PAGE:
Archive for March, 2012

Probably a Migraine
March 19, 2012

From James:

As I saw it, there were two-worst case possible causes of So Young’s extreme headache on Thursday that resulted in a trip to the ER: intracranial pressure (ICP) or bleeding in the brain. Today’s MRI and the subsequent consultation confirmed that it was neither. Dr. Redmond, our radiation oncologist at Johns Hopkins, said that So Young’s tumor looks “terrific” (as tumors go) and essentially unchanged since our last visit six weeks ago. This is a relief, because a year ago, So Young had two similar headaches, and at that time our neurosurgeon was considering installing a shunt to relieve the pressure in her brain. Dr. Redmond suggested that we talk to our family practice doctor about the possibility that it is a migraine and approaches for preventing a recurrence.

My main concern is to have a plan for differentiating between harmless and harmful headaches in So Young in the future. Dr. Redmond said that she immediately became concerned about bleeding in the brain when she heard about So Young’s headache and nausea on Thursday. She said that a trip to the ER was the right thing to do. However, she agreed that the trip doesn’t need to be repeated every time such a headache occurs. I simply need to be able to tell the difference between it and something more serious.

Thanks to everyone for your prayers and support over the past few days. Mom and Dad really stepped in today. Mom cared for the girls after school and fed us all a feast for dinner. Dad took over when she had to go to her Bible study, while So Young and I were still driving home, doing the Tour of DC Traffic from Baltimore to Woodbridge.

Mom and Dad, we’re so grateful for you. We aspire daily to be the kind of great parents you are, and we hope to be the same kind of grandparents as well someday.

A Trip to the ER
March 15, 2012

From James (with parts excerpted from an email I wrote to my Dads’ Group, great guys who have been a tremendous encouragement to me over the past nine years):

So Young woke up today with a dull headache that eventually became a huge one, accompanied with nausea, that resulted in her calling me at work in tears, asking for help. On a scale of 1-10, this was a 10 in terms of pain, she said. Our family doctor said to go to the ER, so I took her. The ER doctor ordered a CT scan, which showed no bleeding or anything like that, but only the tumor and a slight possibility that it might have encroached into an area it hadn’t been before. (The “encroachment” bit isn’t something we’re really worried about, because CT scans aren’t detailed enough to definitively indicate such things, or so the doctor said.) Anyway, her headache subsided by the afternoon, and she is asleep now, exhausted. Johns Hopkins wants us to have our follow-up MRI six weeks early now because of this, so it will probably be next week-ish instead of April 30.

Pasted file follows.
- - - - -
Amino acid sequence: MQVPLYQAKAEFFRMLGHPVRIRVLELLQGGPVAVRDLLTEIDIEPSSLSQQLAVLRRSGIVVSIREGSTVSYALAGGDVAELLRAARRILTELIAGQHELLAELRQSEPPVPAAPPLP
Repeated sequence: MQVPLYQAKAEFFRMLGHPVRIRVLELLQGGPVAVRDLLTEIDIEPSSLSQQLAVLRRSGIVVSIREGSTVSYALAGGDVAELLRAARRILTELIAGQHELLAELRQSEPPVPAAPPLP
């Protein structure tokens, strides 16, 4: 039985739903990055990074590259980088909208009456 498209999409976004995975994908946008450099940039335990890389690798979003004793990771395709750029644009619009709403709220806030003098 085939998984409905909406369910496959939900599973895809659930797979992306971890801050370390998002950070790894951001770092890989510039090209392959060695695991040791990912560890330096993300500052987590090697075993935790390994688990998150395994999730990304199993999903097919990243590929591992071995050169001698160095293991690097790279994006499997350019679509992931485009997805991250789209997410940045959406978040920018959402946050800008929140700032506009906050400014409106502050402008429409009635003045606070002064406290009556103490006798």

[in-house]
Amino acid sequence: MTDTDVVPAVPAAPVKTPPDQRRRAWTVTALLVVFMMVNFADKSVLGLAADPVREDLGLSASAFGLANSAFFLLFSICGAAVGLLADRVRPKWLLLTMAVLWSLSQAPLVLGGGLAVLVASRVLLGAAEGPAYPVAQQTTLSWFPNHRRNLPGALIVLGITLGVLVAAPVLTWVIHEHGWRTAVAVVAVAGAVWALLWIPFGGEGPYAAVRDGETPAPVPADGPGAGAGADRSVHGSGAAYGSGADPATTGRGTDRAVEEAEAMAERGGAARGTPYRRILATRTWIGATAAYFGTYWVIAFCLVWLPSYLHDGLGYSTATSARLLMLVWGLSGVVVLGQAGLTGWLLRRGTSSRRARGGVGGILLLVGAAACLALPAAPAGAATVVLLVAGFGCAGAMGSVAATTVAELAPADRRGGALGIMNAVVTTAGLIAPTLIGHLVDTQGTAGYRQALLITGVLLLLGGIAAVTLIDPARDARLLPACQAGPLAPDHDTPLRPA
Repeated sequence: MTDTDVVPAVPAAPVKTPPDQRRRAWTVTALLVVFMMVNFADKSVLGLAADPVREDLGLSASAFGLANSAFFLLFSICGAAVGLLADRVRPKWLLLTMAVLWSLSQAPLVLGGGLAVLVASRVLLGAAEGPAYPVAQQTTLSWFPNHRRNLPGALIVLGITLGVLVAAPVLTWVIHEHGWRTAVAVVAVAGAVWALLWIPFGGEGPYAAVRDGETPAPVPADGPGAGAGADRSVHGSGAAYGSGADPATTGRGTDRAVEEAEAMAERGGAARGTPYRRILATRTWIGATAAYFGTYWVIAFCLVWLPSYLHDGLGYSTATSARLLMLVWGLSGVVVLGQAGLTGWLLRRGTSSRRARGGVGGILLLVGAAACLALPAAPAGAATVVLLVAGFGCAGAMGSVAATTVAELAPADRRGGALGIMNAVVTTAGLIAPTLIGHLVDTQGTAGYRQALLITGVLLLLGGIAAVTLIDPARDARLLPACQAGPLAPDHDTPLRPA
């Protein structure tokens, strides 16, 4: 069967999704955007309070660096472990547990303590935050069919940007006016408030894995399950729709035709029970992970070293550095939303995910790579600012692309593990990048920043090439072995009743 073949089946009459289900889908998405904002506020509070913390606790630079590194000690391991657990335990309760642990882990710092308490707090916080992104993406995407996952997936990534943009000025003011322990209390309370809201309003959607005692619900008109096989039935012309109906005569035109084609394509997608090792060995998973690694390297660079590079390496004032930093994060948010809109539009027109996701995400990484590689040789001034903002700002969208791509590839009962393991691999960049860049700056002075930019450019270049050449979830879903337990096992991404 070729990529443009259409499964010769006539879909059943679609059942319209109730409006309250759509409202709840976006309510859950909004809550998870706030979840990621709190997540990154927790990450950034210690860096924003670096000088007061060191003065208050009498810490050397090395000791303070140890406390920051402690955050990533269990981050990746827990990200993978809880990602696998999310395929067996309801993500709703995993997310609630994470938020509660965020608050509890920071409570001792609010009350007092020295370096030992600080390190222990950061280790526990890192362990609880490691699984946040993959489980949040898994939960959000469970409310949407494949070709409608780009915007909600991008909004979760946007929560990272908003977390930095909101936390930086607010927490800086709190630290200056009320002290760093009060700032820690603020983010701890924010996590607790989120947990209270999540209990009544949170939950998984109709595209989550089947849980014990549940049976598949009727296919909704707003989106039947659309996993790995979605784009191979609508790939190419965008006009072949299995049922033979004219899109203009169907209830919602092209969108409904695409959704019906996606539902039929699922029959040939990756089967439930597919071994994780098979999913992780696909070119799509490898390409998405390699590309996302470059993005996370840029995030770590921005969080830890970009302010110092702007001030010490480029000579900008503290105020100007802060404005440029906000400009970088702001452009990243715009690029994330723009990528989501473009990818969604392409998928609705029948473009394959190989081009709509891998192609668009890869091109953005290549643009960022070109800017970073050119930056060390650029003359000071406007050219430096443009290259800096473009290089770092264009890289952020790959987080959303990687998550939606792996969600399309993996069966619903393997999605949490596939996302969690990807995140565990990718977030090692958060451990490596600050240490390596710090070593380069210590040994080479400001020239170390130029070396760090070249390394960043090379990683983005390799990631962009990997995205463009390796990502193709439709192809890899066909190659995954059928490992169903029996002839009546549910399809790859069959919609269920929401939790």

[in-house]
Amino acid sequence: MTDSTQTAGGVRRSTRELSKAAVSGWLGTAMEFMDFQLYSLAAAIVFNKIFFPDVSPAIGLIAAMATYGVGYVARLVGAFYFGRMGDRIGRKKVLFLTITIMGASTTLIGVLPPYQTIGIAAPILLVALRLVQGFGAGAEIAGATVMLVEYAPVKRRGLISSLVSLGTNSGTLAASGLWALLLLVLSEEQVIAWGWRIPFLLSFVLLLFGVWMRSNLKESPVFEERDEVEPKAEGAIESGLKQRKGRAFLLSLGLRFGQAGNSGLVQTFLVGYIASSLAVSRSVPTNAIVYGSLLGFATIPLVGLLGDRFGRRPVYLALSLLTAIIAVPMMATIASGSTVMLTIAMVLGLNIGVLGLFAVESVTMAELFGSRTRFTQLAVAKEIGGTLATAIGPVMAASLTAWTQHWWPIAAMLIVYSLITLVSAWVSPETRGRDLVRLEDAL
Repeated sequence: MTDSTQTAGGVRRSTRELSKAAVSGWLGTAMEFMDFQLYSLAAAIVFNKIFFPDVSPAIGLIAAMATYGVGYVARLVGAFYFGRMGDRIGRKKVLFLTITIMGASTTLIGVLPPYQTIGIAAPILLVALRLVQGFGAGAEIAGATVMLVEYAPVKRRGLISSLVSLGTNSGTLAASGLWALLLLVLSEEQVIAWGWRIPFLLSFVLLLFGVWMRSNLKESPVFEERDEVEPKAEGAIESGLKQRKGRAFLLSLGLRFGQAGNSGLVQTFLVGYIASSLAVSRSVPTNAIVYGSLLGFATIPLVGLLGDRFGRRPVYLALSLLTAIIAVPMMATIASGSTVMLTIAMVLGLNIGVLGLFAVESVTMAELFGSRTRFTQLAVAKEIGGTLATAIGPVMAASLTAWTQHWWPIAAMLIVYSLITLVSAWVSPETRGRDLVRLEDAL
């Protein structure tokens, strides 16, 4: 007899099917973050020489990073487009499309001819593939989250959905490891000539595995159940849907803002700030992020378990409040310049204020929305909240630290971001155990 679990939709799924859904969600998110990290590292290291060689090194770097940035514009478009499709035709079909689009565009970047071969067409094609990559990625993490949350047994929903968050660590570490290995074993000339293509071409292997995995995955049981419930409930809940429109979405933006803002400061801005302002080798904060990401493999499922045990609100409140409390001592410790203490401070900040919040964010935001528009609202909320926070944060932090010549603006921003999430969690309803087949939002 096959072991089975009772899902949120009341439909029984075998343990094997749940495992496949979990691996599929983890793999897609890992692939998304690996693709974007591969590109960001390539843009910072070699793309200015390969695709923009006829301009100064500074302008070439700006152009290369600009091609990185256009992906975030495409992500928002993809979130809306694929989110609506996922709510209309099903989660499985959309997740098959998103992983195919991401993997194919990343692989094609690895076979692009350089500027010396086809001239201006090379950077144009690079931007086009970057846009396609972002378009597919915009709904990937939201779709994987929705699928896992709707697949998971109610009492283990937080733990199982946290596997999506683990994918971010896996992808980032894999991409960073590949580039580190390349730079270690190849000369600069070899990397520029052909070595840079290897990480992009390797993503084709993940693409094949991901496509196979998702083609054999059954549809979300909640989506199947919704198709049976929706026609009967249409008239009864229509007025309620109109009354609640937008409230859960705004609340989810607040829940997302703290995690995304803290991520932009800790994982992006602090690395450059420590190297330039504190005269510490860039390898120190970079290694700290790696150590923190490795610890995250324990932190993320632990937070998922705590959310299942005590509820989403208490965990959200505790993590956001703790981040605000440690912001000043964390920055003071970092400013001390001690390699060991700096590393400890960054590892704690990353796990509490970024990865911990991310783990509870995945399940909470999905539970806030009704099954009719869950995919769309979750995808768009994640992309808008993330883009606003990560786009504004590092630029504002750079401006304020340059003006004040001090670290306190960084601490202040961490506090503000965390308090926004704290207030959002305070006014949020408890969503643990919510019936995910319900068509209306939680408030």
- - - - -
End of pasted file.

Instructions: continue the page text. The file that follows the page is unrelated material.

I’d appreciate if you would pray for this particular aspect of So Young’s health. She has only had three major headache events like this in the past year that have left her crying, and she has a high tolerance for pain. As you might imagine, intense headaches are a common symptom of brain tumors and have you thinking that something very bad is happening.

Much thanks to Laurie for stepping in at the last minute to watch the little ones while we were at the hospital today. Amazing friend. She even gave us a present when we came to pick up the girls! They left her house in very good spirits, more so than at the end of an average school day. Thanks also for everyone’s responses to yesterday’s post. These encourage us more than you know.